Forty-eight Europeans among 432 NBA players: the 11%. This is a percentage everybody, including general managers talking about the superiority of US basketball, has to keep in mind. In 1990, there were six (0.8%) Europeans in the NBA; in 2000, there were 17 (2%). Since pioneers Drazen Petrovic and Arvidas Sabonis, now we have the honor of sending overseas some elements who represent their franchises’ cornerstones: Hedo Turkoglu, Pau Gasol, Tony Parker, Dirk Nowitzki. Even more, trying to summarize their experiences, we can see increased roles, minutes, salaries. How can we explain this huge evolution?
Summarily, the situation first depends on the improved quality of our material, then on the repeated failures of Team USA at the last World Championships and Olympic Games (thanks God there were the best interpreters in Bejing, if still the wrong coach), that has the Americans thinking: “Hey, someone else besides us plays basketball.” You can state it emphatically: In Europe, we play great basketball. But let’s give order to our thoughts – sorry, our convictions.
The NBA Draft can help us in this way; so word to the numbers:
1980-1984: No European players drafted.
1985: Fernando Martin (2nd round); Georgi Glouchkov (7th).
1986: Arvidas Sabonis (1st round); Augusto Binelli (2nd), Drazen Petrovic (3rd); Aleksandr Volkov (6th), Valeri Tikhonenko (7th).
1987: Theofanis Christodolou (4th); Josè Antonio Montero (5th); Sarunas Marciulonis and Riccardo Morandotti (6th); Franjo Arapovic (7th).
1988: None drafted.
1989: Vlade Divac (1st); Dino Radja (2nd).
1990: Toni Kukoc and Stefano Rusconi (2nd).
Please pay attention to these statistics: The 1984 NBA Draft was made up of 10 rounds, 22 picks each. 10 x 22 = 220 players. Do you think all those 220 players drafted were better than some European prospect? The answer is NO.
1991: Zan Tabak (2nd).
1992: Predrag Danilovic (2nd).
1993: Gheorghe Muresan (2nd).
1994: Andrei Fetissov and Zeljko Rebraca (2nd).
1995: Jiri Zidek (1st); Dragan Tarlac, Dejan Bodiroga and Eurelijus Zukauskas (2nd).
1996: Predrag Stojakovic, Zydrunas Ilgauskas, Efthimis Rentzias and Martin Muursepp (1st).
1997: Marko Milic, Predrag Drobnjak, Alain Digbeu and Roberto Duenas (2nd).
1998: Dirk Nowitzki, Radoslav Nesterovic, Mirsad Turkcan, Vladimir Stepania (1st); Bruno Sundov (2nd).
1999: Frederic Weis, Andrei Kirilenko (1st); Gordan Giricek (2nd).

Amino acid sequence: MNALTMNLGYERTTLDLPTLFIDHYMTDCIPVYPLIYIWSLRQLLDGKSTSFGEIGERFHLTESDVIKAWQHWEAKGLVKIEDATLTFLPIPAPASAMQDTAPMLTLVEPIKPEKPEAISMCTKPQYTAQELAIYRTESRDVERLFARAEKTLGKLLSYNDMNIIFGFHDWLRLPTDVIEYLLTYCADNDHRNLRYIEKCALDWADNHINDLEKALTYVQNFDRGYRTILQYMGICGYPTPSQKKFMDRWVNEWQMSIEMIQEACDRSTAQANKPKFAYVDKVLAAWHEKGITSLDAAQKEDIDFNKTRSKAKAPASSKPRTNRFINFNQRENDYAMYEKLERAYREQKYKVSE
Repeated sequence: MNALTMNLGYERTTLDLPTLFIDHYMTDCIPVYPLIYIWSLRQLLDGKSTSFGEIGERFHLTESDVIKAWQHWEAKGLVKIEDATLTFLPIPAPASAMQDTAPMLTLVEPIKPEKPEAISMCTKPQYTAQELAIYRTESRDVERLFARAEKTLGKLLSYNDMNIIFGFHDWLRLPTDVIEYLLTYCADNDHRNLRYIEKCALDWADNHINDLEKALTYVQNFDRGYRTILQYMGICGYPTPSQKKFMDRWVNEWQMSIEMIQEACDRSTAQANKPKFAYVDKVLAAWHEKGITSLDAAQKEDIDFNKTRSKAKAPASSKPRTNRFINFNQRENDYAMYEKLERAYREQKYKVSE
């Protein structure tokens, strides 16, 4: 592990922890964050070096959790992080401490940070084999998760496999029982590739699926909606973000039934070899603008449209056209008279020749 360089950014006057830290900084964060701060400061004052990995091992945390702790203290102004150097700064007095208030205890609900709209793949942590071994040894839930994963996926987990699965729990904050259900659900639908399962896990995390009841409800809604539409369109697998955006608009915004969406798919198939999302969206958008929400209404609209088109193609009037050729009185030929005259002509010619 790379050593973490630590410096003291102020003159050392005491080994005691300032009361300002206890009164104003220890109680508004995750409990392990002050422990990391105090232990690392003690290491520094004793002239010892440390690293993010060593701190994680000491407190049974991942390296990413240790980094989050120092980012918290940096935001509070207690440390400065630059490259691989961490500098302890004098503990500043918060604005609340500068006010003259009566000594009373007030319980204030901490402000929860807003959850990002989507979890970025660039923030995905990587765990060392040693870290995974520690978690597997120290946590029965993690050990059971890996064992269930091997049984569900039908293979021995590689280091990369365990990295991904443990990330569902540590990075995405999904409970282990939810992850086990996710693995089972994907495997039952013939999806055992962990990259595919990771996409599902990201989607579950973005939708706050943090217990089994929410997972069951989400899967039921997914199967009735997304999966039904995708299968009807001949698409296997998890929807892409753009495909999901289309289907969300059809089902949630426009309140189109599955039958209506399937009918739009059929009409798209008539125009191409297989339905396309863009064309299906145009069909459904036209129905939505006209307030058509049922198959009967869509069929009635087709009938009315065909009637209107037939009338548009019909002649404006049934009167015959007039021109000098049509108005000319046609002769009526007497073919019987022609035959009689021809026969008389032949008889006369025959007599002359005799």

In the 1990s, the doesn’t change: Understandable, during MJ’s reign. The last thing NBA needed was a batch of European rookies, when the reflectors of the entire world were focused on one of the most skilled generations (David Robinson, Charles Barkley, Stockton & Malone, Scottie Pippen, etc.) fans had ever seen. But one event put the Europeans under a new light: The 1996 NBA Finals played by Toni Kukoc, when he probably was the best shoulder in helping Jordan win the title and the MVP crown. We can’t say for sure if Kukoc was the reason for the totally new attitude: The point is that the NBA teams began to draft our players – often without any sense or need, and the journeys of young Europeans to US colleges became more frequent (I recall Jasikevicius, Kaukenas, Radojevic).
2000: Jerome Moiso, Hidayet Turkoglu, Dalibor Bagaric, Iakovos Tsakalidis, Primoz Brezec (1st); Marko Jaric, Josip Sesar, Igor Rakocevic (2nd).
2001: Pau Gasol, Vladimir Radmanovic, Raul Lopez, Tony Parker (1st); Mehmet Okur, Antonis Fotsis, Robertas Javtokas (2nd).
2002: Nikoloz Tsikitishvili, Bostjan Nachbar, Jiri Welsch, Nenad Krstic (1st); Milos Vujanic, Juan Carlos Navarro, Mario Kasun, Peter Fehse, Mladen Sekularac (2nd).
The 2003 NBA draft looks like a paradox: Joe Dumars should apologize for picking Darko Milicic at #2 when Carmelo Anthony, Chris Bosh and Dwyane Wade were still waiting, but also mid-low level players as Szewczckyk, Vranes, Morlende (!), Van de Hare (!!) were drafted before NBA starters like Mo Williams and Steve Blake, and even reliable NBA benchers like Kyle Korver and Willie Green. What trust! So, what’s happened between these ultra-restricted and unlimited epochs for our players? The quality of US players wasn’t on the decline? Was the NBA, which needed to refresh itself, giving due credit to a style of basketball that showed how technical/tactical distances between the US and Europe had shrunk: A grazed nightmare (i.e. Jasikevicius and his missed three-pointer) in the 2000 Olympic semifinals and two delusions in a row (the humiliating 6th place finish in the homemade World Championship, Indianapolis 2002; the 3rd place behind Argentina and Italy in the 2004 Olympics) had taught the Americans something. Consequently: